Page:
May 07, 2013
I’m pretty certain that no one has ever successfully made the case that life-changing advances in modern medicine have come as the result of physicians and researchers keeping their heads buried in the proverbial sand.
Yet, a guest op-ed in the Wall Street Journal last month suggests exactly that approach. The head of a major healthcare organization wrote that patients are at risk for “potential harm” unless physicians completely stop participating in collaborative relationships with the healthcare industry. He added that the 7,000 physicians in the medical group he heads were banned from engaging in any consulting arrangements with pharmaceutical or medical device companies.
So this is the ideal future of American healthcare? An environment in which the companies that make lifesaving medicines and technologies can’t communicate with the brightest doctors who will use those innovations and whose insights can make them better?
God help the patients of the future if that philosophy becomes the accepted standard.
There is a superb opinion piece published today on The Atlantic website in response to the Wall Street Journal guest op-ed. It’s written by Dr. David Shaywitz, an adjunct scholar with the American Enterprise Institute and a strategist with a San Francisco-based biopharmaceutical company (not a Healthcare Leadership Council member company). I recommend you read Dr. Shaywitz’s writing in its entirety, but I wanted to pull two quotes from it that are worth highlighting. The first:
“To advance even a solid idea requires, ideally, close communication between industry and outside experts: university researchers, who often developed the science and understand it the best; practicing clinicians, who can describe where the medical needs are the greatest, and what properties an ideal therapeutic would have; and patients, of course, who understand better than anyone else what they need, and where existing approaches may fall short. We should strive to cultivate, not demonize, these sorts of interactions.”
And at the conclusion of his piece:
“Drug development is far too important, and far too difficult, for anyone to do by themselves. To have even a fighting chance, stakeholders — pharma companies, university researchers, clinicians, and patients — need to work together, and collaborate as if our future health depends upon it. It probably does.”
This is a one-sided argument. In an environment in which chronic disease is on a path of rapid escalation, we need to constantly develop new and better technologies and biopharmaceutical therapies to advance wellness and prevent serious illness. Talented physicians should be part of this process in a principled, transparent, independently-minded fashion – one that we’ve addressed through the National Dialogue on Healthcare Innovation.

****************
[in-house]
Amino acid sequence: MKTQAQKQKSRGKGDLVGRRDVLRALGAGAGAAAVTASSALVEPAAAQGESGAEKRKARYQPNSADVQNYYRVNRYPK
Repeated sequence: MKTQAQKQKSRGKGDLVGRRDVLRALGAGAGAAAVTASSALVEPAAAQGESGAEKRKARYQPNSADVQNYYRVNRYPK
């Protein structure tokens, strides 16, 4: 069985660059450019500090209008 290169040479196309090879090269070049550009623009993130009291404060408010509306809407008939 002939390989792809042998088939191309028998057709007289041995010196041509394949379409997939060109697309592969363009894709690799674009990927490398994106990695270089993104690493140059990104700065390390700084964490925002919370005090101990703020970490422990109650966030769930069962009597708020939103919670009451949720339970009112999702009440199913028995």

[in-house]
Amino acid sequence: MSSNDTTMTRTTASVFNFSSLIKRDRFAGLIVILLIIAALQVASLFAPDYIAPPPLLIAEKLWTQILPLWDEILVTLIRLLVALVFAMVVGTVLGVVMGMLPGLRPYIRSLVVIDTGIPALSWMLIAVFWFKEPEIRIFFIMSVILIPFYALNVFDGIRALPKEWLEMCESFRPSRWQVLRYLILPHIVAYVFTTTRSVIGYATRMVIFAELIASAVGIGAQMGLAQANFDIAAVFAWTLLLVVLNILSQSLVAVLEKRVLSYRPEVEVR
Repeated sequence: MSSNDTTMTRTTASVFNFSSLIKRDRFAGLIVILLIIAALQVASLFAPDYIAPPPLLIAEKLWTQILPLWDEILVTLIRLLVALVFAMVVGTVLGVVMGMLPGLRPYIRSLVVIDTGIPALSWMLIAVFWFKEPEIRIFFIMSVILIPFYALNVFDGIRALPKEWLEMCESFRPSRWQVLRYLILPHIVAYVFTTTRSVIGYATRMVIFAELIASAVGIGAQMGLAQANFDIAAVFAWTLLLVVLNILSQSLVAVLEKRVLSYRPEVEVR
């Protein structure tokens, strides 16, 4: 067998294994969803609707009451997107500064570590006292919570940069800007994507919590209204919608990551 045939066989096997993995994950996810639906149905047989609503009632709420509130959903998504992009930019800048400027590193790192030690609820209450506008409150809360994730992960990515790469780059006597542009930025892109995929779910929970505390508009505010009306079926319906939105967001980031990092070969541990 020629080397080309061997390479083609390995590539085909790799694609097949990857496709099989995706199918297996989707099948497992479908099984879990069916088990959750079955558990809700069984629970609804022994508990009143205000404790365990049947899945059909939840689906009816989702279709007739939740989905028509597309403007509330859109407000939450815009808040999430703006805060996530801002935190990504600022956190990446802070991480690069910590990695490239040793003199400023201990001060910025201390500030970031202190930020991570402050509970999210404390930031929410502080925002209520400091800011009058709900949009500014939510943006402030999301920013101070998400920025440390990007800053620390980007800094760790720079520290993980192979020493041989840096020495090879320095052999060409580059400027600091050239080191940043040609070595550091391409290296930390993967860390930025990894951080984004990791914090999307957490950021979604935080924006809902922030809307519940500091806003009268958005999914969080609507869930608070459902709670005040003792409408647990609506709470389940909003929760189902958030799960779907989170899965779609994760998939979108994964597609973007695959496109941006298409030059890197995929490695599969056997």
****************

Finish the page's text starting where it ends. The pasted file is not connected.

This will do far more for patients than a head buried in sand.
April 25, 2013
Defense of the Independent Payment Advisory Board (IPAB) has grown weak with time. It was once hailed as a mechanism that would put real teeth into the effort to reduce healthcare spending, making the tough cuts that Congress didn’t have the intestinal fortitude to carry out. Now, though, its advocates say that IPAB is just a harmless ol’ bear that will just keep hibernating since per-capita Medicare spending has slowed considerably.
Reassurances that IPAB is likely to remain dormant for years, because Medicare spending increases won’t hit the statutory level to force the 15-member board of political appointees into action, doesn’t suddenly make it a good, or even acceptable, idea. It remains a fatally flawed concept, designed to make indiscriminate cuts in what Medicare pays for healthcare goods and services without adding value or long-term sustainability to the program. If our goal is to hit short-term spending targets without making Medicare more quality-focused or cost-effective, then IPAB is one heck of a tool.
We shouldn’t be lulled by the current lack of IPAB appointees or comparably low Medicare spending levels into setting aside a repeal effort. Left in existence, IPAB continues to be a bad excuse – but an excuse, nonetheless – for avoiding genuine Medicare reforms. Why pursue structural changes to Medicare that might achieve greater cost-efficiencies when we already have a spending-reduction weapon assembled, poised and ready?
Today, over 500 organizations representing patients, healthcare providers and employers sent a letter to Capitol Hill urging the elimination of IPAB. Their arguments are correct. This board assumes powers that are intended for Congress and will reduce healthcare access through provider cuts rather than by improving delivery and payment systems.
Given comparably low Medicare spending rates and the lack of IPAB nominations, one could certainly make the argument that the board is the bureaucratic equivalent of a hibernating bear. The logical response is that, hey, it’s still a bear and you don’t leave open the possibility that it could eventually do significant damage. Medicare does need strengthening and stability, but a panel of 15 political appointees empowered to do little more than shred budgets is not the answer. The imperative remains to repeal IPAB and then start to work on actual Medicare reform.
April 16, 2013
Each April 16, the Healthcare Leadership Council joins organizations across the nation in raising awareness of the importance of advance care planning. Of course, this is an issue with year-round importance, but the April 16 date is set aside as a day for public initiatives to make more Americans aware of the importance of advance directives and living wills.
This is an aspect of healthcare that warrants greater attention, study and conversation. Physicians and hospital leaders have spoken compellingly about the significant amount of resources directed to advanced illness care and the difficulty involved in delivering that care in a way that is in the best interests of patients and their loved ones.